JAMES SHIELD: Club before country wrong for the kids

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VISITORS to Chesterfield’s B2net Stadium for England’s under-19 international with Germany earlier this month could not have failed to be impressed by the Ralph Minge’s side.

Indeed the match, which ended 1-0 in the tourists’ favour, reaffirmed some of football’s favourite clichés.

The hosts, including Sheffield United’s exciting teenage striker Jordan Slew, bristled with enthusiasm and commitment.

Their opponents, meanwhile, confident they possessed the greater technical expertise, sported an air of superiority throughout.

Styles, as they say in boxing, makes fights and this cultural clash proved to be an absorbing contest.

But while England were trying, and ultimately failing, to break down an immaculately-organised defence, events 800 miles away in Italy underlined why the senior Three Lions always flatter to deceive on the world stage.

There, under-21 coach Stuart Pearce found himself dispatching a hastily-cobbled together squad into action after a flurry of late withdrawals by players connected to Premier League clubs.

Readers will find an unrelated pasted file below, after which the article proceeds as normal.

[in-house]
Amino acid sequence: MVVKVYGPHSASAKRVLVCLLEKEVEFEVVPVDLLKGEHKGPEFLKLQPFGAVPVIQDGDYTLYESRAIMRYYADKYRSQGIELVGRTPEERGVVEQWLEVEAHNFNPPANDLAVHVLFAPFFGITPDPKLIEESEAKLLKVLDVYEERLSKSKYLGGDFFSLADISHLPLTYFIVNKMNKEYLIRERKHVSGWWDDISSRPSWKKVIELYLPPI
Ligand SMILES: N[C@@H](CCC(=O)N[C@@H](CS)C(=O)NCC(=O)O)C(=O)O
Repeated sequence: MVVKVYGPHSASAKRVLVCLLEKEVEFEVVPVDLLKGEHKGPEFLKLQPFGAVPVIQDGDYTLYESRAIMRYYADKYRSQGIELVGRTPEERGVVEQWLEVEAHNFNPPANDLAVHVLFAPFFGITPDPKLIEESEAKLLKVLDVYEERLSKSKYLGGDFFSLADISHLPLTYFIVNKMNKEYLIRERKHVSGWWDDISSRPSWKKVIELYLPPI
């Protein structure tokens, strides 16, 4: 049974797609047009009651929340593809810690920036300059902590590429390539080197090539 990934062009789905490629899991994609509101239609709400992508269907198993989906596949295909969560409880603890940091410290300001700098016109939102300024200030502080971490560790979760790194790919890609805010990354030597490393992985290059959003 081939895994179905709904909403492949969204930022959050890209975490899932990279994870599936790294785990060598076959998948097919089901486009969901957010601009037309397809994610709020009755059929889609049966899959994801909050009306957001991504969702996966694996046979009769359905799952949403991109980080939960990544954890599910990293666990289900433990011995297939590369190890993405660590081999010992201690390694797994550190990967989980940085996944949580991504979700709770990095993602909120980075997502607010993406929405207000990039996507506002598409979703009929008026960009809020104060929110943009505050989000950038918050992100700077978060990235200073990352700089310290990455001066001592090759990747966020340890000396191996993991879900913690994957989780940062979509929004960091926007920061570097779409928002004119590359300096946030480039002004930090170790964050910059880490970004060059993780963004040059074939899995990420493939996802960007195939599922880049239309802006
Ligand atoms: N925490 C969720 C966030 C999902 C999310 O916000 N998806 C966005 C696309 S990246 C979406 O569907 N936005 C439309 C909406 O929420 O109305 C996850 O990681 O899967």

Something both he and his colleagues at youth level have unfortunately become accustomed to whenever they prepare for a game.

Our school of thought is that aspiring young professionals learn more by staying at home and training with their team mates at club level.

Or, to be blunt, making up the numbers.

In Europe, that growing together as a group, being exposed to actual competition, is the correct approach.

Given this country’s miserable record, despite its vast resources and talent pool, it is safe to assume that the latter is better.

But here in England we’ll carry on ploughing our own sweet furrow.

Devising impressive-sounding and scientific plans for youth development which can then be conveniently ignored the next time a youth tournament clashes with a player’s summer holiday or reserve fixture.

No doubt, when the forthcoming European Championships come around, Pearce, Noel Blake and co will once again find themselves stripped of their most promising talents while big-wigs from FIFA and UEFA fume quietly in the stands.

Which also probably explains why we not only fail to perform in major tournaments. But fail to host them as well.

Still, as Urs Meier and Jorge Larrionda can testify, we are second to none when it comes to conjuring conspiracy theories.